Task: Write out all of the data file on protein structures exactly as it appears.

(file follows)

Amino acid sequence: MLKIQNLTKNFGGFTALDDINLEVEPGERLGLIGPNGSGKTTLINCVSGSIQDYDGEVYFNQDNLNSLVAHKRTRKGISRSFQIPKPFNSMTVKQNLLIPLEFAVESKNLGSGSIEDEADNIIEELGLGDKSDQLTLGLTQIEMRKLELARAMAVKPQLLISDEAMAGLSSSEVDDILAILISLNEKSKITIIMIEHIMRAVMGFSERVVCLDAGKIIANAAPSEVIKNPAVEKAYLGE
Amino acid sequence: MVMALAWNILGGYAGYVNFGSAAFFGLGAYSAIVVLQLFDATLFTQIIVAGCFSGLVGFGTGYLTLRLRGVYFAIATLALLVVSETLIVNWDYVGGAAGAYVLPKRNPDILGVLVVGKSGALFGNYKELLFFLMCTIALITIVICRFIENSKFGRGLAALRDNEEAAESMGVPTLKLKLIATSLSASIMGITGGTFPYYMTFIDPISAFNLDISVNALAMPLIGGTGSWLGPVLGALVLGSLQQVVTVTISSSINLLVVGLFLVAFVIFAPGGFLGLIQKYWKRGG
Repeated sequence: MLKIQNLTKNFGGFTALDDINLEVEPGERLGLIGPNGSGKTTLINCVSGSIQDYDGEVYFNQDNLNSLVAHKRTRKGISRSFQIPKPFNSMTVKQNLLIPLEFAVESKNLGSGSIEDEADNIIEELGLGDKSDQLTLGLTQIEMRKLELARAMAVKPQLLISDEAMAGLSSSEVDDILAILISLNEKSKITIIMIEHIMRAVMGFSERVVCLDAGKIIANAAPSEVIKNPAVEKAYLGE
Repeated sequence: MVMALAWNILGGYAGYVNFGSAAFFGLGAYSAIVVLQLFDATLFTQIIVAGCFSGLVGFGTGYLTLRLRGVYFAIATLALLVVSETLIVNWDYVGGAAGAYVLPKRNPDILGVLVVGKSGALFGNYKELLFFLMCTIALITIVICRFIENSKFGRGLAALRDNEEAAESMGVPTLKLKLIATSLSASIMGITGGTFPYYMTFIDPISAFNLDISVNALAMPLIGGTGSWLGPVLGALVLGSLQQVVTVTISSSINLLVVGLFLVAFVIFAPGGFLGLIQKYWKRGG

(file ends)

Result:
Amino acid sequence: MLKIQNLTKNFGGFTALDDINLEVEPGERLGLIGPNGSGKTTLINCVSGSIQDYDGEVYFNQDNLNSLVAHKRTRKGISRSFQIPKPFNSMTVKQNLLIPLEFAVESKNLGSGSIEDEADNIIEELGLGDKSDQLTLGLTQIEMRKLELARAMAVKPQLLISDEAMAGLSSSEVDDILAILISLNEKSKITIIMIEHIMRAVMGFSERVVCLDAGKIIANAAPSEVIKNPAVEKAYLGE
Amino acid sequence: MVMALAWNILGGYAGYVNFGSAAFFGLGAYSAIVVLQLFDATLFTQIIVAGCFSGLVGFGTGYLTLRLRGVYFAIATLALLVVSETLIVNWDYVGGAAGAYVLPKRNPDILGVLVVGKSGALFGNYKELLFFLMCTIALITIVICRFIENSKFGRGLAALRDNEEAAESMGVPTLKLKLIATSLSASIMGITGGTFPYYMTFIDPISAFNLDISVNALAMPLIGGTGSWLGPVLGALVLGSLQQVVTVTISSSINLLVVGLFLVAFVIFAPGGFLGLIQKYWKRGG
Repeated sequence: MLKIQNLTKNFGGFTALDDINLEVEPGERLGLIGPNGSGKTTLINCVSGSIQDYDGEVYFNQDNLNSLVAHKRTRKGISRSFQIPKPFNSMTVKQNLLIPLEFAVESKNLGSGSIEDEADNIIEELGLGDKSDQLTLGLTQIEMRKLELARAMAVKPQLLISDEAMAGLSSSEVDDILAILISLNEKSKITIIMIEHIMRAVMGFSERVVCLDAGKIIANAAPSEVIKNPAVEKAYLGE
Repeated sequence: MVMALAWNILGGYAGYVNFGSAAFFGLGAYSAIVVLQLFDATLFTQIIVAGCFSGLVGFGTGYLTLRLRGVYFAIATLALLVVSETLIVNWDYVGGAAGAYVLPKRNPDILGVLVVGKSGALFGNYKELLFFLMCTIALITIVICRFIENSKFGRGLAALRDNEEAAESMGVPTLKLKLIATSLSASIMGITGGTFPYYMTFIDPISAFNLDISVNALAMPLIGGTGSWLGPVLGALVLGSLQQVVTVTISSSINLLVVGLFLVAFVIFAPGGFLGLIQKYWKRGG